--This is a judegment call and should be based on the med you are infusing. The way I look at it is if you just let the infusion run, you may bolus a patient very quickly with a med. For my own practice, I like to clamp the line, infuse the med, and push it slowly through so I ensure that I do not harm the patient with a rapid bolus of any med. Just my own practice, but as I'm sure you've figured out, there are many ways to do almost any of the things we do!

Hope this helps!

~Julie

All good questions that I too would like to know the answers to.

It is incredibly frustrating trying to learn things when you see 50 different nurses doing it 50 different ways.

I've had preceptors tell me I need to stop the saline when doing IV psuh because I don't want it going in too fast, but this makes no sense to me. Wouldn't that just mean your injection would fill the line and just sit there till you restart the saline? Wouldn't that just give them a concentrated amount as soon as you unclamp the line?

I think that is why you do a 3ml flush with NS after you push the med. One flush before, then the med, then another flush at the same rate you pushed the med. And as you push, you are kinking the tubing with your other hand above the port you are using. After the final flush, unpause and restart your line.

Ayvah, RN

Specializes in Med Surg, Specialty.

1. Say for example my pt's 1000 cc bag of NS is empty and I just need to hang a new bag. Do you spike the new bag, unhook from the pt and re-prime the tubing to get rid of any air, or just spike the bag, set the rate, and start the infusion without removing from the pt?

-When you are doing the initial set up of the maintenance IV, set the pump to 900 or 950ml. Then when it starts to beep that its done, you can just pop off the old bag and pop on the new one and reset it to 900/950. You only need to reprime if, as the earlier poster said, the bag was completely emptied and now there is air in the line, or if the tubing is more than 72 hrs old or per policy.

2. The pumps at the hospital where I work have the option of doing the backpriming of secondary tubing for you, as opposed to manually doing it yourself. How far up into the chamber do you backprime with the NS before starting the secondary med?

-This is per preference. I like to backprime so that I can ensure that the patient gets every last drop. If I were to prime it normally, it seems like I'm always a couple cc's off and the pump beeps incessantly when its done instead of switching over to maintenance.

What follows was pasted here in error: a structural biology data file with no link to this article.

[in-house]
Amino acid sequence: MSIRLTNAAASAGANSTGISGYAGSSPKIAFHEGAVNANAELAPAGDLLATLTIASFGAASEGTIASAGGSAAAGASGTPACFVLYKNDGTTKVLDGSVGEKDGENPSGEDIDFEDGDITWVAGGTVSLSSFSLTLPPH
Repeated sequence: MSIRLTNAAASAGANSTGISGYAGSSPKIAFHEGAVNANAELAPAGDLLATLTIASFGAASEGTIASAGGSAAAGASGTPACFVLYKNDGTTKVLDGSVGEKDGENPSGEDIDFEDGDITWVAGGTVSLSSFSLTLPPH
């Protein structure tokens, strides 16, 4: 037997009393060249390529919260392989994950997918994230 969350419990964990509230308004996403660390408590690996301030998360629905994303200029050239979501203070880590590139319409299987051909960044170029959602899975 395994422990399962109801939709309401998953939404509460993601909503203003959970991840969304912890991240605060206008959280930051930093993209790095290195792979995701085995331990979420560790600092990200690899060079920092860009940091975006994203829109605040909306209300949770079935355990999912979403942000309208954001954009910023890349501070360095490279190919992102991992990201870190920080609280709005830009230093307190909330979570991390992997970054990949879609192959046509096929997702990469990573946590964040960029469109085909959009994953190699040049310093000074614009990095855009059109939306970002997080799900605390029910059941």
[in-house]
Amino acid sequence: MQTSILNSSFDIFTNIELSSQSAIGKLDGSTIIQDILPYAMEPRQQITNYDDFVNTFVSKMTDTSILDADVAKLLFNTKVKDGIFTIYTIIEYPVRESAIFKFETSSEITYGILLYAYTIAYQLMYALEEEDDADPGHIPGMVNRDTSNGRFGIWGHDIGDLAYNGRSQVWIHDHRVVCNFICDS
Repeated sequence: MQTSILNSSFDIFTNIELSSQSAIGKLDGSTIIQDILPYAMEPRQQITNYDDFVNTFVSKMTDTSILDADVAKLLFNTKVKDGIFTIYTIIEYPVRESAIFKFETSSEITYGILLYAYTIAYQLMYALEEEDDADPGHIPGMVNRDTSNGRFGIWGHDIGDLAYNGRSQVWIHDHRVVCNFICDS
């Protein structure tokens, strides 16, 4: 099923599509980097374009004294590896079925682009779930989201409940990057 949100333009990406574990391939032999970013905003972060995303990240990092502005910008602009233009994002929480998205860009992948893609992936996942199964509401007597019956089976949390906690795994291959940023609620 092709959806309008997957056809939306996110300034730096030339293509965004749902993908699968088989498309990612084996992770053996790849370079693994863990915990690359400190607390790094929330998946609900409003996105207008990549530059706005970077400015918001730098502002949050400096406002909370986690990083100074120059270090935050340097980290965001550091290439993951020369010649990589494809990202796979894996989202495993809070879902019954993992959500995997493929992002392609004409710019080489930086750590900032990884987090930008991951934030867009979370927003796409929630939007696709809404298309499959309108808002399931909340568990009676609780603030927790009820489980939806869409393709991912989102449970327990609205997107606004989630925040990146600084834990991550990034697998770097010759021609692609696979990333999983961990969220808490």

3. If the pump wasn't there to hook my secondary tubing into, would I hook the secondary tubing into the closest port to the patient?

-If for some reason the pump is unable to piggyback, simply get another pump, hook it into the line, and set the additional pump to go, and you'll run both lines together via the two pumps. Please do make sure both iv fluids are compatible, especially if you are doing this.

4. If NS is currently infusing and I push an IV med, I don't need to flush before/after correct?

-Correct, you don't need to flush as the IV is doing it for you. I very much prefer to push IV meds into lines that already have saline infusing. It helps dilute the med, I can give it incredibly slow if I want to without disturbing the patient. And if you are worried about it being bolused, think of it this way:

If you push 0.01ml in and then wait 5 seconds

-if you do it in a SL, you have given it directly into the bloodstream, and then you wait 5 seconds for the body to adjust

-if you do it in a running IV, it is diluted in saline before going into the bloodstream, and flushed before, during, and after with saline over the 5 seconds. Even if the IV is going at 500ml/hr, it is still preferable, than going directly into the vein, which is instant as soon as you push it into a SL. I'd take 500/hr over instant. If I'm overlooking something concerning that, someone please let me know. It seems gentler on the system to push IV meds into running saline lines whenever possible.

So no, you don't need to stop saline when you are giving IVP meds.

Edited by Ayvah

4. If NS is currently infusing and I push an IV med, I don't need to flush before/after correct?

-Correct, you don't need to flush as the IV is doing it for you. I very much prefer to push IV meds into lines that already have saline infusing. It helps dilute the med, I can give it incredibly slow if I want to without disturbing the patient. And if you are worried about it being bolused, think of it this way:

If you push 0.01ml in and then wait 5 seconds

-if you do it in a SL, you have given it directly into the bloodstream, and then you wait 5 seconds for the body to adjust

-if you do it in a running IV, it is diluted in saline before going into the bloodstream, and flushed before, during, and after with saline over the 5 seconds. Even if the IV is going at 500ml/hr, it is still preferable, than going directly into the vein, which is instant as soon as you push it into a SL. I'd take 500/hr over instant. If I'm overlooking something concerning that, someone please let me know. It seems gentler on the system to push IV meds into running saline lines whenever possible.

So no, you don't need to stop saline when you are giving IVP meds.

Thanks!

This makes a lot more sense to me than the kink/flush/push/flush/unkink way.

I really wish I had a set of IV tubing around that I could push colored dye into. I wonder how much diffusion actually moves the meds up or down the line once a little bit has been pushed.